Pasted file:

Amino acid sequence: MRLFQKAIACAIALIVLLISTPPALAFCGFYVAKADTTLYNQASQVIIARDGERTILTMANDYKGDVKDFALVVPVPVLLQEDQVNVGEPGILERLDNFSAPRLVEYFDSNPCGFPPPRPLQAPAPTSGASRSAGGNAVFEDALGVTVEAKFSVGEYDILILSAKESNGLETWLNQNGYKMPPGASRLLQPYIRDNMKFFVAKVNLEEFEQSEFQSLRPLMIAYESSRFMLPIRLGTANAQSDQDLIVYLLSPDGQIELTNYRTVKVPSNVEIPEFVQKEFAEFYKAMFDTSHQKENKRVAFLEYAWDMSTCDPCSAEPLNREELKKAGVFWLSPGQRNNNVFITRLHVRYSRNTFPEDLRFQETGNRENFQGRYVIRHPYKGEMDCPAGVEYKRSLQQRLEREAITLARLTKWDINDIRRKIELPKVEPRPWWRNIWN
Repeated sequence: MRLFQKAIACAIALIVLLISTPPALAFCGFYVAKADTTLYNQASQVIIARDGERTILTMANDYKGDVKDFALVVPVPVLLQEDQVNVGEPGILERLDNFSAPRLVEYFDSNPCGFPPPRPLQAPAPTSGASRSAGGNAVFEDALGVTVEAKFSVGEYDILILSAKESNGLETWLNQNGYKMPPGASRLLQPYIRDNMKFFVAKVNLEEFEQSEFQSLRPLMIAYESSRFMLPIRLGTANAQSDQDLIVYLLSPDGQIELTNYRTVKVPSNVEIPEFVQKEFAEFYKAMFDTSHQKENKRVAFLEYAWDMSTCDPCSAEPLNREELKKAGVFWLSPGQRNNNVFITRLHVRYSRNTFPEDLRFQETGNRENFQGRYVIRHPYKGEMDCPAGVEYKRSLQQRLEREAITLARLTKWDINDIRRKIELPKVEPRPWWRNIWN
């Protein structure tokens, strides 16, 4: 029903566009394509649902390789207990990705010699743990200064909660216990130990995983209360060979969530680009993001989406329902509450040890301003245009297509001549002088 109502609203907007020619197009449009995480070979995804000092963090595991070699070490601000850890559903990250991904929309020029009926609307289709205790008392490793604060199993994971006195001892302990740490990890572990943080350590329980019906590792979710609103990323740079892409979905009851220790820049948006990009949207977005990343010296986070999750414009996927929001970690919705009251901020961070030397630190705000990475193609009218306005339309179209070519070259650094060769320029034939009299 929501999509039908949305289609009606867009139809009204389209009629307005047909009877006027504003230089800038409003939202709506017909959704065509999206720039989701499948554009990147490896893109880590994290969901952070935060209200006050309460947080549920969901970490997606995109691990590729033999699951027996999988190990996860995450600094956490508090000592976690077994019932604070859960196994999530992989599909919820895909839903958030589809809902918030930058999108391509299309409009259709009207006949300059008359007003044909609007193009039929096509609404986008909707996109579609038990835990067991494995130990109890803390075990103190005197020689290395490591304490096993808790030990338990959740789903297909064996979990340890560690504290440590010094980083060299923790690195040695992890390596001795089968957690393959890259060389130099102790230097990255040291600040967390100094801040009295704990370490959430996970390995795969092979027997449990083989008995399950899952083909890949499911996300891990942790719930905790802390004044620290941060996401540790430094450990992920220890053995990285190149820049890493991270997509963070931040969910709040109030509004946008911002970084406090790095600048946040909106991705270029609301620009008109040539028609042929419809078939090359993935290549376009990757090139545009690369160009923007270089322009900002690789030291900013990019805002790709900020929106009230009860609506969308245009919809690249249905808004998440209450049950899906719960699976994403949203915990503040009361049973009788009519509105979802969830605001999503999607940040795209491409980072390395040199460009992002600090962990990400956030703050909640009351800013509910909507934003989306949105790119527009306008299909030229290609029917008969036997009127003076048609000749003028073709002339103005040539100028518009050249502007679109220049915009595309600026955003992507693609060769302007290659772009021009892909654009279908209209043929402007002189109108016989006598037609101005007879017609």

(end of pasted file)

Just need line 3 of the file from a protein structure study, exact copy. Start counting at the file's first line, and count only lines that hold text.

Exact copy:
């Protein structure tokens, strides 16, 4: 029903566009394509649902390789207990990705010699743990200064909660216990130990995983209360060979969530680009993001989406329902509450040890301003245009297509001549002088 109502609203907007020619197009449009995480070979995804000092963090595991070699070490601000850890559903990250991904929309020029009926609307289709205790008392490793604060199993994971006195001892302990740490990890572990943080350590329980019906590792979710609103990323740079892409979905009851220790820049948006990009949207977005990343010296986070999750414009996927929001970690919705009251901020961070030397630190705000990475193609009218306005339309179209070519070259650094060769320029034939009299 929501999509039908949305289609009606867009139809009204389209009629307005047909009877006027504003230089800038409003939202709506017909959704065509999206720039989701499948554009990147490896893109880590994290969901952070935060209200006050309460947080549920969901970490997606995109691990590729033999699951027996999988190990996860995450600094956490508090000592976690077994019932604070859960196994999530992989599909919820895909839903958030589809809902918030930058999108391509299309409009259709009207006949300059008359007003044909609007193009039929096509609404986008909707996109579609038990835990067991494995130990109890803390075990103190005197020689290395490591304490096993808790030990338990959740789903297909064996979990340890560690504290440590010094980083060299923790690195040695992890390596001795089968957690393959890259060389130099102790230097990255040291600040967390100094801040009295704990370490959430996970390995795969092979027997449990083989008995399950899952083909890949499911996300891990942790719930905790802390004044620290941060996401540790430094450990992920220890053995990285190149820049890493991270997509963070931040969910709040109030509004946008911002970084406090790095600048946040909106991705270029609301620009008109040539028609042929419809078939090359993935290549376009990757090139545009690369160009923007270089322009900002690789030291900013990019805002790709900020929106009230009860609506969308245009919809690249249905808004998440209450049950899906719960699976994403949203915990503040009361049973009788009519509105979802969830605001999503999607940040795209491409980072390395040199460009992002600090962990990400956030703050909640009351800013509910909507934003989306949105790119527009306008299909030229290609029917008969036997009127003076048609000749003028073709002339103005040539100028518009050249502007679109220049915009595309600026955003992507693609060769302007290659772009021009892909654009279908209209043929402007002189109108016989006598037609101005007879017609």